Shipwreck, Self-preservation and the Sublime
Eugène Delacroix, Journal, 1857
The sea, shipwreck and the sublime
Can that wide world in due subjection keep?
I broke the globe, I scoop’d its hollow side,
And did a bason for the floods provide;
Work’d up in tempests, hears My great decree;
‘Thus far thy floating tide shall be convey’d;
And here, O main! be thy proud billows stay’d.’
And heaven, sky, and land appear a frightful jumble.
Toward the stars flies up the ship, then plunges down again,
Sails on washed by waves, with naught but ruin all around,
Here lightening, there thunder, the whole ether storming,
Swell towering up on swell, and cloud on cloud,
The ship is shattered, and I...nothing happened to me,
Because I only watched the storm from shore.15
Of tempests and the dangers of the deep,
And pause at times, and feel that we are safe;
Then listen to the perilous tale again,
And, with an eager and suspended soul,
Woo terror to delight us; ... but to hear
The roaring of the raging elements, ...
To know all human skill, all human strength,
Avail not, ... to look round, and only see
The mountain wave incumbent with its weight
Of bursting waters o’er the reeling bark, ...
O God, this is indeed a dreadful thing!
And he who hath endur’d the horror, once,
Of such an hour, doth never hear the storm
Howl round his home, but he remembers it,
And thinks upon the suffering mariner!18
Shipwreck narratives and the Medusa
Byron and sublime misadventure
‘Once more upon the waters! Yet once more!
And the waves bound beneath me as a steed
That knows his rider. Welcome, to their roar!
Swift be their guidance, wheresoe’r it lead!
Though strain’d mast should quiver as a read,
And rent canvas fluttering strew the gale,
Still must I on; for I am as a weed,
Flung from the rock, on Ocean’s foam, to sail
Where’er the surge may sweep, the tempest’s
With little hope in such a rolling sea,
A sort of thing at which one would have laughed,
If any laughter at such times could be,
Unless with people who too much have quaffed
And have a kind of wild and horrid glee,
Half epileptical and half hysterical.
Their preservation would have been a miracle.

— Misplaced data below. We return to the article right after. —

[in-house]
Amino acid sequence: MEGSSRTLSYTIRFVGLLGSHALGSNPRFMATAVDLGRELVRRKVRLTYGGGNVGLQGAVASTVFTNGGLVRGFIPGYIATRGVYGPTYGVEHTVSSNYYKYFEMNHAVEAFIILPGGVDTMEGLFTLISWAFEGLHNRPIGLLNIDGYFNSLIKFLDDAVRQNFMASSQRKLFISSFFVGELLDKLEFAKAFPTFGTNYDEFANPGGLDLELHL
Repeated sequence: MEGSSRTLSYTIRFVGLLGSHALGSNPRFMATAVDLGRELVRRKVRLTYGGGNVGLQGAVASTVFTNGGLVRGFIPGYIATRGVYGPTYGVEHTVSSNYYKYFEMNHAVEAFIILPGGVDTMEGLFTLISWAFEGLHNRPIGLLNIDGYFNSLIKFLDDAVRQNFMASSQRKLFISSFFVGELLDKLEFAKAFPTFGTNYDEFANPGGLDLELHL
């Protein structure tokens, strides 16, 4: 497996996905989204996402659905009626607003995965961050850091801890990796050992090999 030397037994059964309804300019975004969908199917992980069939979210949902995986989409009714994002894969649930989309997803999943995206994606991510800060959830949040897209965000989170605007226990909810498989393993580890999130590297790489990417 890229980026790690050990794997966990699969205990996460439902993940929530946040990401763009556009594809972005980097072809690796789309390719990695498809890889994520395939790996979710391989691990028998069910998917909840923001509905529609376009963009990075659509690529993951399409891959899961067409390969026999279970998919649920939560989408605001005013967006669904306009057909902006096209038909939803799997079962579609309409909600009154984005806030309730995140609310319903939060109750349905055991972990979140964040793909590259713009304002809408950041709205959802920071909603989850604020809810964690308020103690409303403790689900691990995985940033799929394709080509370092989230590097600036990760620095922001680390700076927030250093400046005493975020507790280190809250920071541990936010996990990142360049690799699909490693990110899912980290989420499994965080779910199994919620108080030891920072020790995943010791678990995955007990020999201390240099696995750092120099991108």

And all things for a chance had been cast loose,
That still could keep afloat the struggling tars,
For yet they strove, although of no great use,
There was no light in heaven but a few stars,
The boats put off o’ercrowded with their crews.
She gave a heel and then a lurch to port,
And going down head foremost – sunk, in short.
Then shrieked the timid, and stood still the brave,
Then some leaped overboard with dreadful yell,
As eager to anticipate their grave.
And the sea yawned around her like a hell,
And down she sucked with her the whirling wave,
Like one who grapples with his enemy
And strives to strangle him before he die.
Louder than the loud ocean, like a crash
Of echoing thunder, and then all was hushed,
Save the wild wind and the remorseless dash
Of billows; but at intervals there gushed,
Accompanied with a convulsive splash,
A solitary shriek, the bubbling cry
Of some strong swimmer in his agony.45
Byron, Géricault and the Medusa
Suffering, despair and the sublime: the case of Ugolino
this sinner first wiped off his messy lips
in the hair remaining on the chewed-up skull, then spoke:
‘You want me to renew a grief
so desperate that just the thought of it,
much less the telling, grips my heart with pain’.67 (Inferno, XXXIII, 1–6)
by then gone blind, groped over their dead bodies.
Though they were dead, two days I called their names.
Then hunger proved more powerful than grief.68 (Inferno, XXXIII, 72–75)
They wept, and my little Anselmuccio spoke:
‘What is it, father? Why do you look that way?’
For them I held my tears back, saying,
All that day, and then all of that night.77
Remember Ugolino condescends
To eat the head of his archenemy
If foes be food in hell, at sea
‘Tis surely fair to dine upon our friends
When shipwreck’s short allowance grows too scanty,
Without being much more horrible than Dante.81 (II, 83, v–viii)
And looked upon it long, and when at last
Death left no doubt, and the dead burden lay
Stiff on his heart, and pulse and hope were past,
He watched it wistfully, until away
T’was borne by the rude wave wherein ‘twas cast.
Then he himself sunk down all dumb and shivering,
And gave no sign of life, save his limbs quivering. 82
They knew not where nor what they were about.
Some fancied they saw land, and some said, ‘No!’
(canto II, stanza 96, lines 3–5.)
Or thought they saw, and shaped their course for the shore,
(canto II, stanza 97, lines 5–6.)
And others, looking with a stupid stare,
Could not yet separate their hopes from fears
And seemed as if they had no further care...
(canto II, stanza 98, lines 1–4.)95
Conclusion: spectacles of sublimity?
How to cite
Christine Riding, ‘Shipwreck, Self-preservation and the Sublime’, in Nigel Llewellyn and Christine Riding (eds.), The Art of the Sublime, Tate Research Publication, January 2013, https://www